If you believe your hearing is good, that might not be the actual case. A newly released federal study has found that about 1 in 4 adults who think they have good or excellent hearing have signs of hearing loss.

Around 40 million U.S. adults ages 20 to 69 suffer from noise-induced hearing loss. Twenty-four percent of hearing loss cases is due to noisy workplaces, a new survey from the U.S. Centers for Disease Control and Prevention revealed.

Noise-Induced Hearing Loss

"What surprised us was we found many people with evidence of noise-induced hearing damage who don't have noisy jobs, who got that damage from their home or community," said acting CDC director Dr. Ann Schuchat.

Many people are exposed to noise that impairs their hearing. This gets worse over time as they get more and continually exposed to loud sounds, which could range from deafening sirens to rock band concerts.

The CDC study discovered that 20 percent of Americans in their 20s have lost the ability to heart the softest sounds, with the effect manifesting more in men than in women. Another surprising finding is that more than 1 in 2 Americans with hearing damage from noise do not actually have noisy jobs.

Schuchat added that many people — specifically a quarter in the survey — deem their hearing good or excellent but already had signs of hearing damage in tests done.

Hearing Loss: Dangers, Costs, And What Can Be Done

There are groups that are at a higher risk for hearing loss, including males, ages 40 and above, those exposed to loud sounds at home and in the community (particularly noise of 85 decibels for 8 hours or beyond), workers in noisy environments, and patients who take certain medications.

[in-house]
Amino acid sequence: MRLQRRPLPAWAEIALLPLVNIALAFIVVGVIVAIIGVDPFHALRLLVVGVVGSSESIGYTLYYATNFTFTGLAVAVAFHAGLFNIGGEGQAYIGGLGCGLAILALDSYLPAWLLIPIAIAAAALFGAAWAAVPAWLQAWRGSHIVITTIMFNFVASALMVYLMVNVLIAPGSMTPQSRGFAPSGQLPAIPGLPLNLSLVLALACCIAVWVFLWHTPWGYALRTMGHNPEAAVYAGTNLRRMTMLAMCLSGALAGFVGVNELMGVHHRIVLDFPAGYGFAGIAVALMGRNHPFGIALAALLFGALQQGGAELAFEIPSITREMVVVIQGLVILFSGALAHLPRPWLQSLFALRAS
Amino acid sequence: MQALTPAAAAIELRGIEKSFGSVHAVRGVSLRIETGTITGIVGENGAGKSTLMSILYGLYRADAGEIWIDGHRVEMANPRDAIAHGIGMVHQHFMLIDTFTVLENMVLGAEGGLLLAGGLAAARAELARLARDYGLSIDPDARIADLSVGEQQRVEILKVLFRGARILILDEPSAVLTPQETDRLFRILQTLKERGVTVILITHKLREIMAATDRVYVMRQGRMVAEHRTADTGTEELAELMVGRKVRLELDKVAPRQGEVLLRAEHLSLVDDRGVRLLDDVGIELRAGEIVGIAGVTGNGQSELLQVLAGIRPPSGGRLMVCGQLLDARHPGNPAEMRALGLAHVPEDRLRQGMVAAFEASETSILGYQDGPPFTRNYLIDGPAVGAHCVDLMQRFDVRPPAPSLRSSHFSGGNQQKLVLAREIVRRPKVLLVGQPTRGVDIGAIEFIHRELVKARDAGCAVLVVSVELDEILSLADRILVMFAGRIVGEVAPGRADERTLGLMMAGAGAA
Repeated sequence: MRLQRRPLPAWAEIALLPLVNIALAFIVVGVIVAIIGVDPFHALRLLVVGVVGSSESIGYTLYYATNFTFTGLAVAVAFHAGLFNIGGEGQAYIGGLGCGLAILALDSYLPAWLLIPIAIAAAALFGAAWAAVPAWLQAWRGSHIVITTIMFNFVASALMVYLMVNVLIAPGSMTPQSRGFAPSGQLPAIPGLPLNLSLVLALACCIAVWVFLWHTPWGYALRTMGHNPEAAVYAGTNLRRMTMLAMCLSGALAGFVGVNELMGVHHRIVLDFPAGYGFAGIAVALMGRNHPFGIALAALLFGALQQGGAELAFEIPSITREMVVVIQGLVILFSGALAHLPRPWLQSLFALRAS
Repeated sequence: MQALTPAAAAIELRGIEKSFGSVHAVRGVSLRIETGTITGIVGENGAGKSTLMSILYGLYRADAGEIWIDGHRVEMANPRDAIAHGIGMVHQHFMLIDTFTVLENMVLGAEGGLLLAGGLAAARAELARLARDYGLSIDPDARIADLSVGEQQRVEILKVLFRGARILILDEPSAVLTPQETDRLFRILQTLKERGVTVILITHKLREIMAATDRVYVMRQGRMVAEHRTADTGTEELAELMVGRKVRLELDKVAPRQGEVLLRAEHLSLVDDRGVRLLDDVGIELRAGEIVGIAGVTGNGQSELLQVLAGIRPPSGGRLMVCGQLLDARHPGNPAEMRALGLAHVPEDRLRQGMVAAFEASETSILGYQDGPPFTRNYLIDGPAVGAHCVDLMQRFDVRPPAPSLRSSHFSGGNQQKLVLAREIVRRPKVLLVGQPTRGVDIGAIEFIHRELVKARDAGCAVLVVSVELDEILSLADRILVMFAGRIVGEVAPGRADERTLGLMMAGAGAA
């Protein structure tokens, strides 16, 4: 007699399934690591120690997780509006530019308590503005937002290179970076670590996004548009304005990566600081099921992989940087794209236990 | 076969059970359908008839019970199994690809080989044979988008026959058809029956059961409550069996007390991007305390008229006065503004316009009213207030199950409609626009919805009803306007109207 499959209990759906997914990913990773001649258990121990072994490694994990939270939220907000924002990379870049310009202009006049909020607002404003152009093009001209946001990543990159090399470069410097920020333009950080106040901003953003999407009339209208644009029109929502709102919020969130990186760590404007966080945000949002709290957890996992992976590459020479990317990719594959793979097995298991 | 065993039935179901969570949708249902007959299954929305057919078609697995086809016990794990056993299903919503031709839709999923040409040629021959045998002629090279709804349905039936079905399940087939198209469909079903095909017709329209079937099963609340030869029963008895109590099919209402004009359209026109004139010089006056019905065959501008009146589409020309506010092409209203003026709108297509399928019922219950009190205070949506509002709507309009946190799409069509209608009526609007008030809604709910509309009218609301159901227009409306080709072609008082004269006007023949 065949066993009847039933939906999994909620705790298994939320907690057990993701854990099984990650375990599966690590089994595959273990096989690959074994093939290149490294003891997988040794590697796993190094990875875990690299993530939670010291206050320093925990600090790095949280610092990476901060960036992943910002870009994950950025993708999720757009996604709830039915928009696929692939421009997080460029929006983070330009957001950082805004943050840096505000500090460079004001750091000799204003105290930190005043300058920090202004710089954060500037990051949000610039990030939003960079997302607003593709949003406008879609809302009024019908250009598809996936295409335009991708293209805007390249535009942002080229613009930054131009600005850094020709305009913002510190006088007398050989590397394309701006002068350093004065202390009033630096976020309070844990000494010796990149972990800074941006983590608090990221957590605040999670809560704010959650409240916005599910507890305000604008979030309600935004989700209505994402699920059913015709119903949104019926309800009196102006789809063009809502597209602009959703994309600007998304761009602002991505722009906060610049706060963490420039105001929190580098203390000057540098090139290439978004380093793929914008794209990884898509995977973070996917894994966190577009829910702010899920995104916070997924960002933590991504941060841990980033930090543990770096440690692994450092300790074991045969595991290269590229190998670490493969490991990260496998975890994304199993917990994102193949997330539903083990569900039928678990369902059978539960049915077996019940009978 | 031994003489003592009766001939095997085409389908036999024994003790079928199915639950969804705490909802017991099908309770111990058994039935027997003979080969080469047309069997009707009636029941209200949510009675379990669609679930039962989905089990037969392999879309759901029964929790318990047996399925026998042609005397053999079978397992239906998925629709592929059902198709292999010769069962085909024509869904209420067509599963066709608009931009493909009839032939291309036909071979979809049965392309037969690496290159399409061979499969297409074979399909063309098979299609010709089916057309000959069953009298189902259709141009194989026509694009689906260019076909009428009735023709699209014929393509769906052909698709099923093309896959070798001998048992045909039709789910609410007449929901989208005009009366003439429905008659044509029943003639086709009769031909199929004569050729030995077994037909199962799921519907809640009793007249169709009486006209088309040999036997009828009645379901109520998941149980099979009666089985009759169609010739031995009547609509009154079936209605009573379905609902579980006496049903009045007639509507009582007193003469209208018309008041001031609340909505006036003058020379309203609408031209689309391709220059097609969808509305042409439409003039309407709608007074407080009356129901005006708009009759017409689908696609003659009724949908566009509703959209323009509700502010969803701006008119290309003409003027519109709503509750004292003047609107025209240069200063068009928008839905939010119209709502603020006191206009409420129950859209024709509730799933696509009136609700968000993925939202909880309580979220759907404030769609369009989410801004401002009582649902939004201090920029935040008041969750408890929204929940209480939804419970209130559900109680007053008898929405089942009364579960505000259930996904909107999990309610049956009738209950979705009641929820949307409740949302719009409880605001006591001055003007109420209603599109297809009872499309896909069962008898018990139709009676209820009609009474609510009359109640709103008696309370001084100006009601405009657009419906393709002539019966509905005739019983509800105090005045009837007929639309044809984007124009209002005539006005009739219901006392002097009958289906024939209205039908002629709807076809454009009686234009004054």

Continued noise exposure, for instance, can lead to health issues such as stress, depression and anxiety, high blood pressure, and heart disease. Sound vibrates the eardrum and the ear’s tiny bones, which in turn vibrate the inner ear’s hair cells. Loud noise exposure over time can permanently damage these hair cells.

Hearing loss can come at a great cost. For the first year of treatment, it is estimated to increase over 500 percent from $8 billion in 2002 to about $51 billion in 2030, according to the Journal of the American Geriatrics Society.

But how loud is too loud? There isn’t an exact answer, as it is often unknown until it is too late, said Dr. David Agus in a CBS News report. There is no quantitative measure yet, but one can start protecting him or her hearing since nerves in the ears can no longer regenerate once damage has already happened.

To avoid hearing loss, one should implement the following steps:

• Avoid noisy places if possible.
• Use earplugs or other protective gear such as noise-canceling headphones when exposed to loud noises.
• Keep the TV volume down or use headphones or earbuds whenever necessary.
• Seek help and a hearing checkup from a doctor for protection from the continuing assault of noise.

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